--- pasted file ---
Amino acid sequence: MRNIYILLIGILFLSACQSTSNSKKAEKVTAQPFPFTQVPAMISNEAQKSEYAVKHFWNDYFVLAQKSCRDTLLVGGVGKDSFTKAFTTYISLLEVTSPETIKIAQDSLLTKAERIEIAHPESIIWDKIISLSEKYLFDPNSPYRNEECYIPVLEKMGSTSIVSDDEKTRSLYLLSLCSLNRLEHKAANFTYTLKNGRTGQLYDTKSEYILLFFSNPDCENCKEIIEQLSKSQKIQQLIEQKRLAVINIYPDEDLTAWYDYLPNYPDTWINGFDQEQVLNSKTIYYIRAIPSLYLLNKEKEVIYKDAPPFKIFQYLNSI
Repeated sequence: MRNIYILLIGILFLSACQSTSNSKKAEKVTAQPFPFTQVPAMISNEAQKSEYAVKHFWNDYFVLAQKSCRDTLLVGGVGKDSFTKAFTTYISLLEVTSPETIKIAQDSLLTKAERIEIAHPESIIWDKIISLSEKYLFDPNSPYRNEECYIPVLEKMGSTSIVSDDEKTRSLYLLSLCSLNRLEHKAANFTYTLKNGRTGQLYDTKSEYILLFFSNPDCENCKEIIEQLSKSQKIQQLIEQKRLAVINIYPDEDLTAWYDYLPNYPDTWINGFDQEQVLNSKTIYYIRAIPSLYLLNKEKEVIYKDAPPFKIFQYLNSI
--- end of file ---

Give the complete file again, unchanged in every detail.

Amino acid sequence: MRNIYILLIGILFLSACQSTSNSKKAEKVTAQPFPFTQVPAMISNEAQKSEYAVKHFWNDYFVLAQKSCRDTLLVGGVGKDSFTKAFTTYISLLEVTSPETIKIAQDSLLTKAERIEIAHPESIIWDKIISLSEKYLFDPNSPYRNEECYIPVLEKMGSTSIVSDDEKTRSLYLLSLCSLNRLEHKAANFTYTLKNGRTGQLYDTKSEYILLFFSNPDCENCKEIIEQLSKSQKIQQLIEQKRLAVINIYPDEDLTAWYDYLPNYPDTWINGFDQEQVLNSKTIYYIRAIPSLYLLNKEKEVIYKDAPPFKIFQYLNSI
Repeated sequence: MRNIYILLIGILFLSACQSTSNSKKAEKVTAQPFPFTQVPAMISNEAQKSEYAVKHFWNDYFVLAQKSCRDTLLVGGVGKDSFTKAFTTYISLLEVTSPETIKIAQDSLLTKAERIEIAHPESIIWDKIISLSEKYLFDPNSPYRNEECYIPVLEKMGSTSIVSDDEKTRSLYLLSLCSLNRLEHKAANFTYTLKNGRTGQLYDTKSEYILLFFSNPDCENCKEIIEQLSKSQKIQQLIEQKRLAVINIYPDEDLTAWYDYLPNYPDTWINGFDQEQVLNSKTIYYIRAIPSLYLLNKEKEVIYKDAPPFKIFQYLNSI